What festivals are celebrated in Vietnam?

While Vietnam follows a 12-month Gregorian calendar for daily life, many local festivals follow a lunar calendar, meaning their dates vary each year.  Below is a list of public holidays and major festivals according to the Gregorian calendar. 

Vietnamese festivals by month


  • 1 Jan – New Year’s Day
  • 2 Jan – New Year’s Holiday
  • 26 Jan - 1 Feb – Lunar New Year Holidays
  • Tet (Vietnamese New Year) - Late January/Early February

Tet (Vietnamese New Year)

The most important holiday in Vietnam, this multi-day celebration starts on the first day of the first month of the lunar calendar and is a time of traditional ceremonies, special foods and paying respects to ancestors. Visitors will see streets, shops and homes decorated with trees, fruit, paper flowers, calligraphy and lanterns. Some businesses close and transport is usually crowded during this time, as many Vietnamese travel to be with their families. Tourist sites tend to be very busy, as well. Although we do our best to run our Vietnamese tours during Tet as per the scheduled itinerary, it is likely there will be some changes to transport, accommodation or order of destinations visited.


  • 6-7 April – Hung Kings Commemoration Day
  • 30 April – Reunification Day

Reunification Day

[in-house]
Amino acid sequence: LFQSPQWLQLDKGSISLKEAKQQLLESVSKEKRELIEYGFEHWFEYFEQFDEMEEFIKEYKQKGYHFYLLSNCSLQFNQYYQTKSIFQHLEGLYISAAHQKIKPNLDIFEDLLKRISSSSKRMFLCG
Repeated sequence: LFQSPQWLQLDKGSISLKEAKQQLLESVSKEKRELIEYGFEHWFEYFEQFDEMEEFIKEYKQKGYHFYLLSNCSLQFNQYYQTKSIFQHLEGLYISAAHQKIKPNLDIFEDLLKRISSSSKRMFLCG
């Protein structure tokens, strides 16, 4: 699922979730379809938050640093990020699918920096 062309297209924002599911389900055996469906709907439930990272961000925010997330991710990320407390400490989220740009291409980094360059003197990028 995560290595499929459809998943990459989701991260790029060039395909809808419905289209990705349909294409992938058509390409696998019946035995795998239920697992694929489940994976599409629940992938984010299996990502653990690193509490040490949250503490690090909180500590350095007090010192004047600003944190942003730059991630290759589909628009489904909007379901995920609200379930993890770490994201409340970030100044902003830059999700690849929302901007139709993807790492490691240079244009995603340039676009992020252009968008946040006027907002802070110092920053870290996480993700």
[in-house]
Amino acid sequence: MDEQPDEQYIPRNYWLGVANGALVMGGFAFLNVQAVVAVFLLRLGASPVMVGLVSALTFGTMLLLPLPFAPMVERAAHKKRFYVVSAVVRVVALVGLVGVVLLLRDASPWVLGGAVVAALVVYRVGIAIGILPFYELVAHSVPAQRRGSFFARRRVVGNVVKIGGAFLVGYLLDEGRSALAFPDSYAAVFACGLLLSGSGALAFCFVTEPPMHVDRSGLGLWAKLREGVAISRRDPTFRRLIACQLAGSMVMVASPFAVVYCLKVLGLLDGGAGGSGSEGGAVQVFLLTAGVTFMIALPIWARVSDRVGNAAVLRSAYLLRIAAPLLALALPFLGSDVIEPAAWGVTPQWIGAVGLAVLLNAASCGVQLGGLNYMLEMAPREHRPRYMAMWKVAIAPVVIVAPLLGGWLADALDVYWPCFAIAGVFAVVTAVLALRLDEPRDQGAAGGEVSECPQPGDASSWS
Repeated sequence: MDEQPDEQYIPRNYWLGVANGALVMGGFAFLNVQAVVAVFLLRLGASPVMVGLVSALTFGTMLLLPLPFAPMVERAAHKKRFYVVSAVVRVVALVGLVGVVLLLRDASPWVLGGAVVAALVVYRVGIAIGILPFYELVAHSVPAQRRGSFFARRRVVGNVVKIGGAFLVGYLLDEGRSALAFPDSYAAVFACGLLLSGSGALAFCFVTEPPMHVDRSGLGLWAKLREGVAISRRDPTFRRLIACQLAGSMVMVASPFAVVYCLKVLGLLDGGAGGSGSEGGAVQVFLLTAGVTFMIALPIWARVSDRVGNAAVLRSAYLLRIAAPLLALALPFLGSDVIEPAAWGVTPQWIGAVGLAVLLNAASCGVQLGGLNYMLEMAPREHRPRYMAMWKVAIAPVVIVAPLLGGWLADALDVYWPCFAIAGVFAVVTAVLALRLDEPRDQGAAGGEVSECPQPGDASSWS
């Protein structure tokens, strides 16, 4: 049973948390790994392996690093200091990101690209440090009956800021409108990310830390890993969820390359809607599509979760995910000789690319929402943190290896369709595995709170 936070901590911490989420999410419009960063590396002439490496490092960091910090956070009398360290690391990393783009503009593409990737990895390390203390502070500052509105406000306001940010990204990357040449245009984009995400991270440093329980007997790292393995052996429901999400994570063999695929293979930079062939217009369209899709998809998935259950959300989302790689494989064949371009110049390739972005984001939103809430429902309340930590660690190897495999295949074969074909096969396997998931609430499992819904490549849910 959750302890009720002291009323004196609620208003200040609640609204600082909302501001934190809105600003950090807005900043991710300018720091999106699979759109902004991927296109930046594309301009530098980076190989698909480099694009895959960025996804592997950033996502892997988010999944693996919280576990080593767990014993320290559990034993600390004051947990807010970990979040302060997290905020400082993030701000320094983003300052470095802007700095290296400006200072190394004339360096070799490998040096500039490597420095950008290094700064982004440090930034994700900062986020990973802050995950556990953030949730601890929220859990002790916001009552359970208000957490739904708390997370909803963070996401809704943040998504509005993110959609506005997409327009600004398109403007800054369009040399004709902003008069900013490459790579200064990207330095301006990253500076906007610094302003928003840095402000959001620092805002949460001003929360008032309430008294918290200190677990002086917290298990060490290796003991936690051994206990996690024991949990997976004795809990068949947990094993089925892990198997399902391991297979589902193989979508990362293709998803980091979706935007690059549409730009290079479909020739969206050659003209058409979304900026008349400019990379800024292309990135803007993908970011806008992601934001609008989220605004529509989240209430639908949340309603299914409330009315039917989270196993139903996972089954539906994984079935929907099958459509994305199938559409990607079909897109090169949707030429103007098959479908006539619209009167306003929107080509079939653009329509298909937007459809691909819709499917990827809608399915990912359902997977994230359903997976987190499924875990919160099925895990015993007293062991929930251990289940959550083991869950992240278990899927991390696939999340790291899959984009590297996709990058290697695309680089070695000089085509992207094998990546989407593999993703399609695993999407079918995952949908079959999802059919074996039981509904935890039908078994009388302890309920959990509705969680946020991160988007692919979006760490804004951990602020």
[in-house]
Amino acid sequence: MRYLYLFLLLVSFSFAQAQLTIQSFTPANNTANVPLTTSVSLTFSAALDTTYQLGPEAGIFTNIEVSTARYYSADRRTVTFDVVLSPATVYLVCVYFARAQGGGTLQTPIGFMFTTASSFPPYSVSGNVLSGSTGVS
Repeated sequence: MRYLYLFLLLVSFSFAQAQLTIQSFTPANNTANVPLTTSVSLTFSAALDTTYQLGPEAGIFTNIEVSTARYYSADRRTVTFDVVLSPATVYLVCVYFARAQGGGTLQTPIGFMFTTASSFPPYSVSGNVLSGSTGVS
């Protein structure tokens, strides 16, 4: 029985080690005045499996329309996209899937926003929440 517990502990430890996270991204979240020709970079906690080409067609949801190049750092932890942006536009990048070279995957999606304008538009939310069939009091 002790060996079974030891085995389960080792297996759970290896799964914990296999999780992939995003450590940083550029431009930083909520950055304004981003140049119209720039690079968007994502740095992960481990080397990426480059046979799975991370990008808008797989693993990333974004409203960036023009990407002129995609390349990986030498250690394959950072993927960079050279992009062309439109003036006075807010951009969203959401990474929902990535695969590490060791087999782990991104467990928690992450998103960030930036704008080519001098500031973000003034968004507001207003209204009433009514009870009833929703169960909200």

Also known as Victory Day or Liberation Day, this public holiday marks the fall of southern Vietnam, the end of the Vietnam War and the resulting unification of Vietnam. Streets are dressed in Vietnamese flags as patriotic parades take place in major cities across the country. Music performances featuring victorious songs can be heard in public squares while fireworks light up the sky in Ho Chi Minh City. Reunification Day immediately precedes Labour Day, giving many people a few days off work and school. Most businesses close during this time, though shops and tourist areas remain open.


  • 1 May – Labour Day
  • 2 May – Reunification Day Holiday
  • Buddha’s Birthday – typically May

Buddha’s Birthday

Temples throughout Vietnam celebrate Buddha’s birthday with colorful street processions on the 15th day of the 4th lunar month each year. Cities are transformed into a feast for the senses, as pagodas are beautifully decorated and flower garlands and illuminated lanterns are floated on waterways.


  • 2 September – National Day
  • 4 September – National Day Holiday
  • National Day

National Day

This day commemorates the Vietnam Declaration of Independence from France on 2 September 1945. A festival atmosphere can be felt across the country as flags are hung, bars and restaurants extend their hours and streets are closed to traffic for patriotic street parties. In Hanoi, the streets around Hoan Kiem Lake become pedestrian-only and fill with performances and an array of vendors selling tasty street food. In Saigon, fireworks and a street party fill Nguyen Hue Street.

Tet Trung Thu (Mid-Autumn Festival) - Late September/Early October

This popular festival belongs to the children but is still fun for adults too. With ancient roots rich in myth and legend, travelers will delight in seeing kids performing lion dances and participating in street processions. It’s also customary to give and receive Banh Trung Thu, or boxes of mooncakes, during this time. Filled with lotus seeds, red beans and sometimes a yoke from a salted egg to represent the moon, don’t miss tasting this traditional festival food.

Please note: Vietnamese festival dates may vary

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